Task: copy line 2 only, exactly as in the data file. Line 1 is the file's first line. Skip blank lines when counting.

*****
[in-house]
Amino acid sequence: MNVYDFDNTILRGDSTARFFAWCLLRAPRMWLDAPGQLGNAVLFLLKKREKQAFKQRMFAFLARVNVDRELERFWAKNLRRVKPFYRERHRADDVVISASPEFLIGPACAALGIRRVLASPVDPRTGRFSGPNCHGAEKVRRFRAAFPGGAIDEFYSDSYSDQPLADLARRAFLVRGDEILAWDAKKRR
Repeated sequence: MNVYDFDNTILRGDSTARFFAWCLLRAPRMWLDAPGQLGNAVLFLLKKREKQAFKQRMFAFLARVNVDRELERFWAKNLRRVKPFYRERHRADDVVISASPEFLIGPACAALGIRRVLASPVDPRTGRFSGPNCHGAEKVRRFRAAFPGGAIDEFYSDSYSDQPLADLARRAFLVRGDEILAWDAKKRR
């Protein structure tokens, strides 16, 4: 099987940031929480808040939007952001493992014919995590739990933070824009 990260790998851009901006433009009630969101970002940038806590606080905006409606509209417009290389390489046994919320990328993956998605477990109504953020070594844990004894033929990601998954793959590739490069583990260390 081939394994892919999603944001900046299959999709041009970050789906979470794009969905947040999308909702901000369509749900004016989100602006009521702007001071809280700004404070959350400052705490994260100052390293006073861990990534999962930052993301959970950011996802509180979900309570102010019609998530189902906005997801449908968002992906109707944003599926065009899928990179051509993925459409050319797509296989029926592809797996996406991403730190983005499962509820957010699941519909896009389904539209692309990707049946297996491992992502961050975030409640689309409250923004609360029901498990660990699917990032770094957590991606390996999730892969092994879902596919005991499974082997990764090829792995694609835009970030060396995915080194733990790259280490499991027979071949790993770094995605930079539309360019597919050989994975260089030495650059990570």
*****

Amino acid sequence: MNVYDFDNTILRGDSTARFFAWCLLRAPRMWLDAPGQLGNAVLFLLKKREKQAFKQRMFAFLARVNVDRELERFWAKNLRRVKPFYRERHRADDVVISASPEFLIGPACAALGIRRVLASPVDPRTGRFSGPNCHGAEKVRRFRAAFPGGAIDEFYSDSYSDQPLADLARRAFLVRGDEILAWDAKKRR